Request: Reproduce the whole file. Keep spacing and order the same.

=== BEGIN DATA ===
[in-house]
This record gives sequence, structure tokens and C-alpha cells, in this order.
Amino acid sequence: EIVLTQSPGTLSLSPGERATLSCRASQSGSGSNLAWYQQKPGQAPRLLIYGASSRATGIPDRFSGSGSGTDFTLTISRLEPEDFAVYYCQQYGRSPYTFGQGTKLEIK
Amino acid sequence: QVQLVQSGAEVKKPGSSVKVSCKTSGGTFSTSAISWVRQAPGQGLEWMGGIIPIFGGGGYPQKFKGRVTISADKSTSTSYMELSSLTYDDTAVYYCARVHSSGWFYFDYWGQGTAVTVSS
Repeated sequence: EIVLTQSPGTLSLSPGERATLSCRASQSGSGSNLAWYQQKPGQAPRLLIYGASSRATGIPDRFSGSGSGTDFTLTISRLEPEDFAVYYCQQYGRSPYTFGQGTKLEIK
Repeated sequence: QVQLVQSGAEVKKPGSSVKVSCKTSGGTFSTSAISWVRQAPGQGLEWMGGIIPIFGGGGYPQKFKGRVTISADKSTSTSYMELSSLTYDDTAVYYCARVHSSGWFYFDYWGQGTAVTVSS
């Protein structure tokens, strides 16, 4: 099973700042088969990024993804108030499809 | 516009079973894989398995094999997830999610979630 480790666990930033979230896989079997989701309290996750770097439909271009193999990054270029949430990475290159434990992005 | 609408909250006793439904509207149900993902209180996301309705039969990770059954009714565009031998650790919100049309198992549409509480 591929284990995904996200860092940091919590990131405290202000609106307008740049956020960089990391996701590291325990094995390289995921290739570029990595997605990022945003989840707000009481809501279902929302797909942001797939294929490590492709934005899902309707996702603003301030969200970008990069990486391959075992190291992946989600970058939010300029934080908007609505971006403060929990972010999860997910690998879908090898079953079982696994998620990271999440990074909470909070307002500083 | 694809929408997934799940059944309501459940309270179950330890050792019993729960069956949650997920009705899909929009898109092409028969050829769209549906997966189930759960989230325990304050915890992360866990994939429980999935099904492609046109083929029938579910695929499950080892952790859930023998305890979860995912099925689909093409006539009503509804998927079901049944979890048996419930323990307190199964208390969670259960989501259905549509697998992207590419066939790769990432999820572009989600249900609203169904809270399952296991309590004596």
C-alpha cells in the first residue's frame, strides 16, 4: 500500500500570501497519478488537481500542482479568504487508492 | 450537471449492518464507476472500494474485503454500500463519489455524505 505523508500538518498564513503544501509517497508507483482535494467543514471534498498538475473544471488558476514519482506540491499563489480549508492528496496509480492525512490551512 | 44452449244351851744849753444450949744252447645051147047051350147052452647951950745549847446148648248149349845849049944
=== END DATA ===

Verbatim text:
[in-house]
This record gives sequence, structure tokens and C-alpha cells, in this order.
Amino acid sequence: EIVLTQSPGTLSLSPGERATLSCRASQSGSGSNLAWYQQKPGQAPRLLIYGASSRATGIPDRFSGSGSGTDFTLTISRLEPEDFAVYYCQQYGRSPYTFGQGTKLEIK
Amino acid sequence: QVQLVQSGAEVKKPGSSVKVSCKTSGGTFSTSAISWVRQAPGQGLEWMGGIIPIFGGGGYPQKFKGRVTISADKSTSTSYMELSSLTYDDTAVYYCARVHSSGWFYFDYWGQGTAVTVSS
Repeated sequence: EIVLTQSPGTLSLSPGERATLSCRASQSGSGSNLAWYQQKPGQAPRLLIYGASSRATGIPDRFSGSGSGTDFTLTISRLEPEDFAVYYCQQYGRSPYTFGQGTKLEIK
Repeated sequence: QVQLVQSGAEVKKPGSSVKVSCKTSGGTFSTSAISWVRQAPGQGLEWMGGIIPIFGGGGYPQKFKGRVTISADKSTSTSYMELSSLTYDDTAVYYCARVHSSGWFYFDYWGQGTAVTVSS
């Protein structure tokens, strides 16, 4: 099973700042088969990024993804108030499809 | 516009079973894989398995094999997830999610979630 480790666990930033979230896989079997989701309290996750770097439909271009193999990054270029949430990475290159434990992005 | 609408909250006793439904509207149900993902209180996301309705039969990770059954009714565009031998650790919100049309198992549409509480 591929284990995904996200860092940091919590990131405290202000609106307008740049956020960089990391996701590291325990094995390289995921290739570029990595997605990022945003989840707000009481809501279902929302797909942001797939294929490590492709934005899902309707996702603003301030969200970008990069990486391959075992190291992946989600970058939010300029934080908007609505971006403060929990972010999860997910690998879908090898079953079982696994998620990271999440990074909470909070307002500083 | 694809929408997934799940059944309501459940309270179950330890050792019993729960069956949650997920009705899909929009898109092409028969050829769209549906997966189930759960989230325990304050915890992360866990994939429980999935099904492609046109083929029938579910695929499950080892952790859930023998305890979860995912099925689909093409006539009503509804998927079901049944979890048996419930323990307190199964208390969670259960989501259905549509697998992207590419066939790769990432999820572009989600249900609203169904809270399952296991309590004596």
C-alpha cells in the first residue's frame, strides 16, 4: 500500500500570501497519478488537481500542482479568504487508492 | 450537471449492518464507476472500494474485503454500500463519489455524505 505523508500538518498564513503544501509517497508507483482535494467543514471534498498538475473544471488558476514519482506540491499563489480549508492528496496509480492525512490551512 | 44452449244351851744849753444450949744252447645051147047051350147052452647951950745549847446148648248149349845849049944